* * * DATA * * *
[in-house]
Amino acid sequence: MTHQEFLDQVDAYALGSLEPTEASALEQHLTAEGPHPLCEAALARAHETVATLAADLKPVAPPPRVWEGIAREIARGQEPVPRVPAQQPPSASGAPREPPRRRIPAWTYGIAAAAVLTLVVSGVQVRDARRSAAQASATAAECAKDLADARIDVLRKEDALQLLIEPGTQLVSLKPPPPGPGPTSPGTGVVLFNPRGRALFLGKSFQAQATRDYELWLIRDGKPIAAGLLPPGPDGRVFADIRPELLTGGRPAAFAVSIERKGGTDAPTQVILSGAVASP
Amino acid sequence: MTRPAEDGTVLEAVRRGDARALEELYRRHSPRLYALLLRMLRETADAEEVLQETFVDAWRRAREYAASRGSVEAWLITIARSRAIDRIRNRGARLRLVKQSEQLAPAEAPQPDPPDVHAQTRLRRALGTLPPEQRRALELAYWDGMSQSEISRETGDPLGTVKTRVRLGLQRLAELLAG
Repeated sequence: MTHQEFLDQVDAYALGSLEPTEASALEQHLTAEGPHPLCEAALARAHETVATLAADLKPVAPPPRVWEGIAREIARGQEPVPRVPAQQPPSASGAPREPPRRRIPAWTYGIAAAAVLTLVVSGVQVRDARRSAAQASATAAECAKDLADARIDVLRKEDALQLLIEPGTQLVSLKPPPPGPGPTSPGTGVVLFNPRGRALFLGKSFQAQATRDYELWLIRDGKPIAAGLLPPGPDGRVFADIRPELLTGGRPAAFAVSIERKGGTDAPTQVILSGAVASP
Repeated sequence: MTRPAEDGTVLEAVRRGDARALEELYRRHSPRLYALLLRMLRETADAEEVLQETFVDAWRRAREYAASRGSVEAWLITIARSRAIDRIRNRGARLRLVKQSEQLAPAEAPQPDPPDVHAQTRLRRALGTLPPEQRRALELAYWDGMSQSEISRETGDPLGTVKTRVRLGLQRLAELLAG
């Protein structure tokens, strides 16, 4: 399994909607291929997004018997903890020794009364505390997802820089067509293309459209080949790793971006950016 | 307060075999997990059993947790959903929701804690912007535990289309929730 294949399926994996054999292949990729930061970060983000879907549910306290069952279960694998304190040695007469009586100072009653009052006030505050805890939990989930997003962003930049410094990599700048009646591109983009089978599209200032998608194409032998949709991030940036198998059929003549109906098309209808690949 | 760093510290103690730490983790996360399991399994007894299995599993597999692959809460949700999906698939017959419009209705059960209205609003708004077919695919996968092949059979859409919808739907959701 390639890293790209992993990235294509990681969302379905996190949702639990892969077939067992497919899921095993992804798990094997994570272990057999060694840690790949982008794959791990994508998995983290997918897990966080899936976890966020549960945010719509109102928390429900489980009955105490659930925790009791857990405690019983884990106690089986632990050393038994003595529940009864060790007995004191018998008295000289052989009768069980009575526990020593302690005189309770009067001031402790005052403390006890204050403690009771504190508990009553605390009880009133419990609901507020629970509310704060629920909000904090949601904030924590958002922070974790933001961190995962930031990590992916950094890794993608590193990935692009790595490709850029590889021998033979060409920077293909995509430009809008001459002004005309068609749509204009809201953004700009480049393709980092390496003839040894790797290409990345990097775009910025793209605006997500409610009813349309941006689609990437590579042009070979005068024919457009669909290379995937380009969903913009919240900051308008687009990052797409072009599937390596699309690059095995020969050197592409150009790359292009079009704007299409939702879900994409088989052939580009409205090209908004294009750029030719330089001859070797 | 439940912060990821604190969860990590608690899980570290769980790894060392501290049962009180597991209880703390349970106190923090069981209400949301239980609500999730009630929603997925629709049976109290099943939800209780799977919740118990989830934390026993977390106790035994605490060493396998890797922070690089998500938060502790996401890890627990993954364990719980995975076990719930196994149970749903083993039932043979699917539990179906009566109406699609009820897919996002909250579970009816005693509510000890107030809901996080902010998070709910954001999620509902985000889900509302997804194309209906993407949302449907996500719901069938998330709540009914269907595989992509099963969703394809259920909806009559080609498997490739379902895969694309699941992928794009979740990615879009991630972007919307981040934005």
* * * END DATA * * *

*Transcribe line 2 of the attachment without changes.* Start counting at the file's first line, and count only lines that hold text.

Amino acid sequence: MTHQEFLDQVDAYALGSLEPTEASALEQHLTAEGPHPLCEAALARAHETVATLAADLKPVAPPPRVWEGIAREIARGQEPVPRVPAQQPPSASGAPREPPRRRIPAWTYGIAAAAVLTLVVSGVQVRDARRSAAQASATAAECAKDLADARIDVLRKEDALQLLIEPGTQLVSLKPPPPGPGPTSPGTGVVLFNPRGRALFLGKSFQAQATRDYELWLIRDGKPIAAGLLPPGPDGRVFADIRPELLTGGRPAAFAVSIERKGGTDAPTQVILSGAVASP